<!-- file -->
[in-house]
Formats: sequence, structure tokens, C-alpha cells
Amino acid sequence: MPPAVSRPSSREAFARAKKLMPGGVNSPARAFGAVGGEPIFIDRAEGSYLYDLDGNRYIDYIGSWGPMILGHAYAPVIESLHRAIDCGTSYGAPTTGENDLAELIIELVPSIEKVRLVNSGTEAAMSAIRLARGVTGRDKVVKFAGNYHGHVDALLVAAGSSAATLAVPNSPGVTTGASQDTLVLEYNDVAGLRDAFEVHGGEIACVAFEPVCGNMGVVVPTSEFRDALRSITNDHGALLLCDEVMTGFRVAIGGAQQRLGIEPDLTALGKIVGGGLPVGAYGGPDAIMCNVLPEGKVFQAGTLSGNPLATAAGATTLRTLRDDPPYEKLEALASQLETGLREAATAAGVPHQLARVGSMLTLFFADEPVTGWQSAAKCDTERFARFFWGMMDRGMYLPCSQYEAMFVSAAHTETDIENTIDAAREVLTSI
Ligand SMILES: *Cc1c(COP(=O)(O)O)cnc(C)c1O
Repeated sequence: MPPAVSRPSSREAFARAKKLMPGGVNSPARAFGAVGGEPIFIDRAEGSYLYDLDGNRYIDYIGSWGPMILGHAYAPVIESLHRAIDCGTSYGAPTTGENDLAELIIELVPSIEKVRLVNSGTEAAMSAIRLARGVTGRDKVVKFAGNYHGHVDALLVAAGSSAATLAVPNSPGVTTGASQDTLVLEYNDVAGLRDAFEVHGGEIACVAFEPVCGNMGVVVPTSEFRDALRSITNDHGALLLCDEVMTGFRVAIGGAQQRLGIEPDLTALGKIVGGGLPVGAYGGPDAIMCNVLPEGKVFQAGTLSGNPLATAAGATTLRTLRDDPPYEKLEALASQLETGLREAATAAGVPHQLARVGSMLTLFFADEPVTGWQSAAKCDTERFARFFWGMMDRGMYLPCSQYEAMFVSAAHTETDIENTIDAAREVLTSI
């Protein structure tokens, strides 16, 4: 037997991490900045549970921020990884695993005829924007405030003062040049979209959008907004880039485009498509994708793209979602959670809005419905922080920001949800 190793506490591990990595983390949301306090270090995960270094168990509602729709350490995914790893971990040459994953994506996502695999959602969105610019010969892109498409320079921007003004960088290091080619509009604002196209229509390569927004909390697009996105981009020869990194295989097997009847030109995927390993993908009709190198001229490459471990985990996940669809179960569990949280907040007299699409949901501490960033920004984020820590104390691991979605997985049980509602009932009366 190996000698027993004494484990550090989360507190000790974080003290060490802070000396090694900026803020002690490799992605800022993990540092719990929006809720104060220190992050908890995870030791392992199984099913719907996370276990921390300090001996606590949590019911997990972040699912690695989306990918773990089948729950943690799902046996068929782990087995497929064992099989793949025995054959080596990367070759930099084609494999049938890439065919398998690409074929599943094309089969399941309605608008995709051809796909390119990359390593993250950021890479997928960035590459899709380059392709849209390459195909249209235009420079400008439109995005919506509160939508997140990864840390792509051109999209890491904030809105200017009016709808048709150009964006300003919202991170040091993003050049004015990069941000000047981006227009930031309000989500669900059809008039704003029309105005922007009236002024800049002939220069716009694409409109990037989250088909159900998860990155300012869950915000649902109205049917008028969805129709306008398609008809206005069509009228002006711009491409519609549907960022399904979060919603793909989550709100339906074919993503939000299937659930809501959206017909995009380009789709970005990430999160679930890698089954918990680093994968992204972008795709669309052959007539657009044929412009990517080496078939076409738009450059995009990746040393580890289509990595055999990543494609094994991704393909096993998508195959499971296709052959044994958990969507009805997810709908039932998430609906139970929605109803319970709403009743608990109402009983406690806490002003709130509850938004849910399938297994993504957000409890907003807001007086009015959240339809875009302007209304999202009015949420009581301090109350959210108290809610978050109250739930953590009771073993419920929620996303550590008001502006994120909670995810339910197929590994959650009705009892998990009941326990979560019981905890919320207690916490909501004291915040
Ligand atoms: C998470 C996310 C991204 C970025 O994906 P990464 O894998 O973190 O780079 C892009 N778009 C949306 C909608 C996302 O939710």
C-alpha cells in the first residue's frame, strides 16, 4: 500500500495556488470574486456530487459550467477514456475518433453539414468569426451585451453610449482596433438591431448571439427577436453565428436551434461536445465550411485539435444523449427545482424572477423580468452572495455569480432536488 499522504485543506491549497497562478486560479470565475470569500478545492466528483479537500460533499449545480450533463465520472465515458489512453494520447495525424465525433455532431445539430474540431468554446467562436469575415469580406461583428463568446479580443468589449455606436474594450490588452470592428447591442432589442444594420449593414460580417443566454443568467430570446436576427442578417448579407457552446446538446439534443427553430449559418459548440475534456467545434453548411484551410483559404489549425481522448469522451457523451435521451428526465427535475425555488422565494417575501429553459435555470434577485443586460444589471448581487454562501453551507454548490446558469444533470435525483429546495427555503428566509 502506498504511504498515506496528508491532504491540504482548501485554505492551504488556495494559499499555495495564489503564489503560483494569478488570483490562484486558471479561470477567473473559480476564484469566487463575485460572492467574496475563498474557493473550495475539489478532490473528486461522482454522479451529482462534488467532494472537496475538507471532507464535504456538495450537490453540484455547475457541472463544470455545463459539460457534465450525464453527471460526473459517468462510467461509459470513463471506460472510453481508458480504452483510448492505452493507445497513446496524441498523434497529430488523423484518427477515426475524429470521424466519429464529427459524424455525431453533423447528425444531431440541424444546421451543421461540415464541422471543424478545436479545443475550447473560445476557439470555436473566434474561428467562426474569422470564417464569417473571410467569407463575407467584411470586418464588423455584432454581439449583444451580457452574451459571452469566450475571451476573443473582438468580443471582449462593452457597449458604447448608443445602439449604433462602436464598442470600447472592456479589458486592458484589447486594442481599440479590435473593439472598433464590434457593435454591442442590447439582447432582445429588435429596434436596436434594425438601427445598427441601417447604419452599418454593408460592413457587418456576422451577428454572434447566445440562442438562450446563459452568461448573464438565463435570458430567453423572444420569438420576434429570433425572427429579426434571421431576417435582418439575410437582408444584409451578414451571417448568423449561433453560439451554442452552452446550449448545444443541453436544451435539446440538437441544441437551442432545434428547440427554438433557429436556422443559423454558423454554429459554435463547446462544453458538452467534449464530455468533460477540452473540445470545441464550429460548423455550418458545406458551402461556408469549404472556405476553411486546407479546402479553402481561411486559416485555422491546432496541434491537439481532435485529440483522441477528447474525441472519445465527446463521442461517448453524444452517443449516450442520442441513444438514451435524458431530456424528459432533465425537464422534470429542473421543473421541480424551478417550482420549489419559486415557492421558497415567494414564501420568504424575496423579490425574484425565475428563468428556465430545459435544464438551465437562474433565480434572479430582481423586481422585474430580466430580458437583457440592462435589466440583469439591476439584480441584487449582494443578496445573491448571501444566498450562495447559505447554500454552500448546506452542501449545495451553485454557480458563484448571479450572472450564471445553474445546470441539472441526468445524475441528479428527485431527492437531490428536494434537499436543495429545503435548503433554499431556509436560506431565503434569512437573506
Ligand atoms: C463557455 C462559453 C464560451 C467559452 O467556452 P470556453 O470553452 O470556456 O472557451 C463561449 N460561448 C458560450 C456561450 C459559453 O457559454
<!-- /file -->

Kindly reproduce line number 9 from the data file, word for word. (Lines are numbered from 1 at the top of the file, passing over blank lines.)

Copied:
Ligand atoms: C463557455 C462559453 C464560451 C467559452 O467556452 P470556453 O470553452 O470556456 O472557451 C463561449 N460561448 C458560450 C456561450 C459559453 O457559454